Do you have what it takes to be a great boss? Do you relish nurturing, advising, and coaching people? Being an excellent boss requires that you be the best you can be.
Here are the essentials:
1) Integrity -- You must be trustworthy and honest to have any credibility. Your staff is hypersensitive and averse to dishonesty, manipulation, and lies. You must set the standard for behavior on your team.
2) Advocacy -- Your job is to stand up for your people and advocate for what they need, whether it is new computers, more training, or raises. You are the chief problem-solver. Helping your team get the tools and the support they need is part of your job description.
3) Caring -- You must communicate genuine appreciation and concern for your staff. They need to feel that you are behind them 100 percent. Recognition is repeatedly cited as the top desire of employees, even more than money.
4) Teaching --You have to be willing to train as needed. You also have to educate them about everything they need to know about your organization. If you have hired the right people, then you need to keep fostering their career development.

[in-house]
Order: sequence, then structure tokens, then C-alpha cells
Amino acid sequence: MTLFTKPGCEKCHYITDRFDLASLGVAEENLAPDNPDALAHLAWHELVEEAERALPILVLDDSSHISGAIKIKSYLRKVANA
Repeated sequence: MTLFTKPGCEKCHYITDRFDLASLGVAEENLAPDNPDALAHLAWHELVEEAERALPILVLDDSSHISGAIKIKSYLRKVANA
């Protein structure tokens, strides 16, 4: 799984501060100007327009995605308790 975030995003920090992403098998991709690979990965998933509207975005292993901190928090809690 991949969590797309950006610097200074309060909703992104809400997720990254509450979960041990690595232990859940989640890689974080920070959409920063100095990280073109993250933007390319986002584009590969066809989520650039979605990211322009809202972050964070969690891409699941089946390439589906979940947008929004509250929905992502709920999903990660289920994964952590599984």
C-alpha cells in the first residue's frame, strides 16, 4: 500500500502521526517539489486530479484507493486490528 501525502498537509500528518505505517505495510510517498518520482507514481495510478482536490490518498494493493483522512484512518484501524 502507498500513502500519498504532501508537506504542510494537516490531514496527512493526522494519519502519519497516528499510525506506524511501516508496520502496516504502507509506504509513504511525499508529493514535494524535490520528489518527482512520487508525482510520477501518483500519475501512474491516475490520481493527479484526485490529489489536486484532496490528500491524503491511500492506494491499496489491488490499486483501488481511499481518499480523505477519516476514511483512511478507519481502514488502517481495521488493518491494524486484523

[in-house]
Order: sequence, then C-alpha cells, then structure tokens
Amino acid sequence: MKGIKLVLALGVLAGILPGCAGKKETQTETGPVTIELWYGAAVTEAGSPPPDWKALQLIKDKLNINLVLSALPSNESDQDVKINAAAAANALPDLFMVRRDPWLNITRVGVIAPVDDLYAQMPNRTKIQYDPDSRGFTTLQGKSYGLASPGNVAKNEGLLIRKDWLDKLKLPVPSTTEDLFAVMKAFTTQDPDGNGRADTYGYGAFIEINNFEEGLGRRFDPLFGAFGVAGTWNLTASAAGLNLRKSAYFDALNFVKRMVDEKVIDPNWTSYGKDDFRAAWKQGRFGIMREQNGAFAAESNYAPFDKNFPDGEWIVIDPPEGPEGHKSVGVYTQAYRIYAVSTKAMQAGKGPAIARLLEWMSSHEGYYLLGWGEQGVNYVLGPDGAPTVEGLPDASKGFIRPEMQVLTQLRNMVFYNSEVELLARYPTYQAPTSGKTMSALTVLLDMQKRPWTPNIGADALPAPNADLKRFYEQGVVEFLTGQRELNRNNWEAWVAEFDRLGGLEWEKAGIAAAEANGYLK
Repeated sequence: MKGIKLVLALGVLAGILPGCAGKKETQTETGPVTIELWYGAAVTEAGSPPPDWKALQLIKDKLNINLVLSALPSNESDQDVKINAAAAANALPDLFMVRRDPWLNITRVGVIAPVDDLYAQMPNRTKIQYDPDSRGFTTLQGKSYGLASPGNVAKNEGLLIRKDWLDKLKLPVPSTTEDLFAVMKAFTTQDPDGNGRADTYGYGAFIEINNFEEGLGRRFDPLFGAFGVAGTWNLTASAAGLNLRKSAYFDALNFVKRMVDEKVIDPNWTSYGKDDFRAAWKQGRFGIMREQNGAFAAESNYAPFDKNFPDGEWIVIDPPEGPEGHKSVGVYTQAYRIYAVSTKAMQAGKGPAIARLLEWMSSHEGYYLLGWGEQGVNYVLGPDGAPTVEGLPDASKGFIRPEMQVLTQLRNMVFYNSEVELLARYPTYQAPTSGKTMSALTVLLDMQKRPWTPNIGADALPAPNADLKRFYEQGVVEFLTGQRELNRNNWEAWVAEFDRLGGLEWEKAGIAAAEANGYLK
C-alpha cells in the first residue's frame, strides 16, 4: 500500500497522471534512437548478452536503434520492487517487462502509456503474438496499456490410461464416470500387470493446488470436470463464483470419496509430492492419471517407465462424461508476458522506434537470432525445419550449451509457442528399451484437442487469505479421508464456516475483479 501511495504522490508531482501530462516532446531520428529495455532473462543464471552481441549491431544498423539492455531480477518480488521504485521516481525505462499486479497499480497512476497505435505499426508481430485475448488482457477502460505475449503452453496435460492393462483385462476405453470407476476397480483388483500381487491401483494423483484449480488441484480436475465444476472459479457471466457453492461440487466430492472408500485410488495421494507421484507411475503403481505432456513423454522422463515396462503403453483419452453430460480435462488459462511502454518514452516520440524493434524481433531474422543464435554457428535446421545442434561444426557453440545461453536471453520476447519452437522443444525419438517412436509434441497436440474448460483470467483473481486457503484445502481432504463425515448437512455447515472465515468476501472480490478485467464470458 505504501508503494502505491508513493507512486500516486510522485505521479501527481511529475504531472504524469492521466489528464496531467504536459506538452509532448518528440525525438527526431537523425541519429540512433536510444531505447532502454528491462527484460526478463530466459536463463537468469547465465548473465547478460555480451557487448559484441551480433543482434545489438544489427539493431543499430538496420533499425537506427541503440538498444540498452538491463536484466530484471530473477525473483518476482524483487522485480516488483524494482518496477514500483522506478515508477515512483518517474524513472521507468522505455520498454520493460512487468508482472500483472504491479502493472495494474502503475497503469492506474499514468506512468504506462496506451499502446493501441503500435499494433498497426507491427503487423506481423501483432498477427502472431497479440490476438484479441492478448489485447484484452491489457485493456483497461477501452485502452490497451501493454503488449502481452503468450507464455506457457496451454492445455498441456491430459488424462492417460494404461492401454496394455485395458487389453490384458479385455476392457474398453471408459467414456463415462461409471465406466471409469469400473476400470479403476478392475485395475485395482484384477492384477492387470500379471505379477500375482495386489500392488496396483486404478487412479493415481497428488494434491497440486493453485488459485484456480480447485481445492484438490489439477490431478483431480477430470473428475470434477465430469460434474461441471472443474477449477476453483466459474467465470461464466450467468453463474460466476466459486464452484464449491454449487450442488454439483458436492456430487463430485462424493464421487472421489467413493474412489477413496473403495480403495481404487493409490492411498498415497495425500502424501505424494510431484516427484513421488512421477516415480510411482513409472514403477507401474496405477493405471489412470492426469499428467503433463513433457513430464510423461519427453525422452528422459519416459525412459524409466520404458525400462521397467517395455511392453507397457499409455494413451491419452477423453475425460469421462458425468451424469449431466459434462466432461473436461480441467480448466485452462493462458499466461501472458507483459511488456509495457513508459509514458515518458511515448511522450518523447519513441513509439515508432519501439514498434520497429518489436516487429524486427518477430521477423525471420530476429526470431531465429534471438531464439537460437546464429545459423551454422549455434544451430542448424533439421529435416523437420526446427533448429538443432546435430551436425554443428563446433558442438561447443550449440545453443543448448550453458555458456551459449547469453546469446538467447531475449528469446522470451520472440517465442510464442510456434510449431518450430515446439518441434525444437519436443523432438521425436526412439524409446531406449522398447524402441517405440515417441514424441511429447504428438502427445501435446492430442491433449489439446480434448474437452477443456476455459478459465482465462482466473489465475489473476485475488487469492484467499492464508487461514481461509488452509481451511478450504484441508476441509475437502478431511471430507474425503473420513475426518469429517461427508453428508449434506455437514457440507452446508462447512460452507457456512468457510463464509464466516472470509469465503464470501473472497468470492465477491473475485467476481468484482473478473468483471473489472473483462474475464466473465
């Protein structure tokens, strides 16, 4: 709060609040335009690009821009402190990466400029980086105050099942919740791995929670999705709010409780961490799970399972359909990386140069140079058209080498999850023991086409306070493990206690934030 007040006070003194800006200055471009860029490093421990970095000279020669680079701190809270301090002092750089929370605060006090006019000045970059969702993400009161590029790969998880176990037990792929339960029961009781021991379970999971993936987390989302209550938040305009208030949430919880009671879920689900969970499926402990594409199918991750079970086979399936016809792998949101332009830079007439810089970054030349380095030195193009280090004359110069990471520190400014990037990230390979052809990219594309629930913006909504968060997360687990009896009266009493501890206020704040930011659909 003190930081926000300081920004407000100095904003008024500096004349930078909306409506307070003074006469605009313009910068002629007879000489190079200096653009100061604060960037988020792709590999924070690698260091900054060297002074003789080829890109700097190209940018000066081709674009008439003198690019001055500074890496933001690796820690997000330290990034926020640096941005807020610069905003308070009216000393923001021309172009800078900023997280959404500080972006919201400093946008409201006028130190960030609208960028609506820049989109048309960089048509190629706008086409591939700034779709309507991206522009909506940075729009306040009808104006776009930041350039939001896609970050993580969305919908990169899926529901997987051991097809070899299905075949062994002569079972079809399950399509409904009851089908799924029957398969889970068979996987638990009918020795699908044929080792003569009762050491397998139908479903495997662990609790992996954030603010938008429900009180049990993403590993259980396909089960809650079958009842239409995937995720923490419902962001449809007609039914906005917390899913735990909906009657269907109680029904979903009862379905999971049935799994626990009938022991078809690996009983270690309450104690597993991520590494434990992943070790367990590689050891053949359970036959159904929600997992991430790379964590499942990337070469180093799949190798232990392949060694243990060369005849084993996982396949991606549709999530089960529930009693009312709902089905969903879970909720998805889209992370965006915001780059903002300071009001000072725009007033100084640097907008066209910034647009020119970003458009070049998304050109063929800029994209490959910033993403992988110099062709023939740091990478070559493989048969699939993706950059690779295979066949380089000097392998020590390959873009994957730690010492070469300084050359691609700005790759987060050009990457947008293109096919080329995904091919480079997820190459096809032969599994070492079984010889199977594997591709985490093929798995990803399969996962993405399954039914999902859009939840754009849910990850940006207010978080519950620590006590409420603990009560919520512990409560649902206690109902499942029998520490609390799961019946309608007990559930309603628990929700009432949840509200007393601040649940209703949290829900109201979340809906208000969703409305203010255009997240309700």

5) Hiring and Firing Effectively -- Your team is counting on you to recruit the best talent for the group. You must hire people who have both the ability and the willingness to do the job well. Every team has a personality and you want to match new hires to the tempo of the team. Likewise, if you have a lazy employee, it is your job to work with him or her to see if improvement is possible. If not, you must replace him or her with a competent person. You must be willing to cut a team member who is unmotivated or not trainable. That will earn you needed respect.
6) Communicating Comfort -- You must keep your team apprised of all the factors that could potentially impact their jobs. You also must have excellent listening skills and spend time with your team drawing out their needs and concerns. Be aware of your body language and be clear with people about when and how to approach you. Meet with your team regularly, not just at performance review time.
7) Visionary Leadership -- You are the captain of the ship and you need a map and a navigational plan to get ahead and meet your goals. While you want to solicit input regularly from your team, it is your job to create your plan as well as inform everyone about his or her role. The master plan that you develop determines the results that you want everyone embracing and implementing.
8) Coaching Skills--You must be able to challenge your people, provide a positive perspective, and coach them through the obstacles. You want to hone in on their strengths and help them to work around or master their weaknesses. You need to honor their individual styles and give them feedback and encouragement. Work on a plan with them to direct their career in alignment with their interests and your organization.